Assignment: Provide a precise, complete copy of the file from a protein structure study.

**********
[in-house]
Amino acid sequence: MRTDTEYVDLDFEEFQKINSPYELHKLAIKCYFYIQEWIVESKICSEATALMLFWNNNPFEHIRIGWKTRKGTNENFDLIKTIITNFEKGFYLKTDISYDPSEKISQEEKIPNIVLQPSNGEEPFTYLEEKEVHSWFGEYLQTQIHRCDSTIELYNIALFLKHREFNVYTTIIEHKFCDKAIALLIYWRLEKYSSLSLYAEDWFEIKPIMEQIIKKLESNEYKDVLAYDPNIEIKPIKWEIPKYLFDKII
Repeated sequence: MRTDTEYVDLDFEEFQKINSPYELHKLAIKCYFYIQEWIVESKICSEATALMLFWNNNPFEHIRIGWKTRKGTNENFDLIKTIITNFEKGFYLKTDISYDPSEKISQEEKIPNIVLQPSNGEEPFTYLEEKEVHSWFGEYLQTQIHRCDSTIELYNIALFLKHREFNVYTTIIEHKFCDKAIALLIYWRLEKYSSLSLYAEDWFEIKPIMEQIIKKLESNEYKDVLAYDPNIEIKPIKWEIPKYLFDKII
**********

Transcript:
[in-house]
Amino acid sequence: MRTDTEYVDLDFEEFQKINSPYELHKLAIKCYFYIQEWIVESKICSEATALMLFWNNNPFEHIRIGWKTRKGTNENFDLIKTIITNFEKGFYLKTDISYDPSEKISQEEKIPNIVLQPSNGEEPFTYLEEKEVHSWFGEYLQTQIHRCDSTIELYNIALFLKHREFNVYTTIIEHKFCDKAIALLIYWRLEKYSSLSLYAEDWFEIKPIMEQIIKKLESNEYKDVLAYDPNIEIKPIKWEIPKYLFDKII
Repeated sequence: MRTDTEYVDLDFEEFQKINSPYELHKLAIKCYFYIQEWIVESKICSEATALMLFWNNNPFEHIRIGWKTRKGTNENFDLIKTIITNFEKGFYLKTDISYDPSEKISQEEKIPNIVLQPSNGEEPFTYLEEKEVHSWFGEYLQTQIHRCDSTIELYNIALFLKHREFNVYTTIIEHKFCDKAIALLIYWRLEKYSSLSLYAEDWFEIKPIMEQIIKKLESNEYKDVLAYDPNIEIKPIKWEIPKYLFDKII